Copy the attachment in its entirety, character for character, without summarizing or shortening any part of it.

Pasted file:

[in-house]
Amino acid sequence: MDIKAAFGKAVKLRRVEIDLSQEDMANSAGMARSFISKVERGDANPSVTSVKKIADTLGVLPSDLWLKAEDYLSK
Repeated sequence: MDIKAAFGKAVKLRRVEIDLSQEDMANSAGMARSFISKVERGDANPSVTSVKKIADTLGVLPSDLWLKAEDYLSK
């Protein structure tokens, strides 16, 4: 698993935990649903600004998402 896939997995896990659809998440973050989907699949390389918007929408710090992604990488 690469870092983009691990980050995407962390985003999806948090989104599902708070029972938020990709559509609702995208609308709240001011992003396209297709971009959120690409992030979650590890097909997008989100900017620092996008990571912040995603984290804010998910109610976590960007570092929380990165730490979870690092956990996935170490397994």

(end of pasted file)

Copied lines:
[in-house]
Amino acid sequence: MDIKAAFGKAVKLRRVEIDLSQEDMANSAGMARSFISKVERGDANPSVTSVKKIADTLGVLPSDLWLKAEDYLSK
Repeated sequence: MDIKAAFGKAVKLRRVEIDLSQEDMANSAGMARSFISKVERGDANPSVTSVKKIADTLGVLPSDLWLKAEDYLSK
């Protein structure tokens, strides 16, 4: 698993935990649903600004998402 896939997995896990659809998440973050989907699949390389918007929408710090992604990488 690469870092983009691990980050995407962390985003999806948090989104599902708070029972938020990709559509609702995208609308709240001011992003396209297709971009959120690409992030979650590890097909997008989100900017620092996008990571912040995603984290804010998910109610976590960007570092929380990165730490979870690092956990996935170490397994």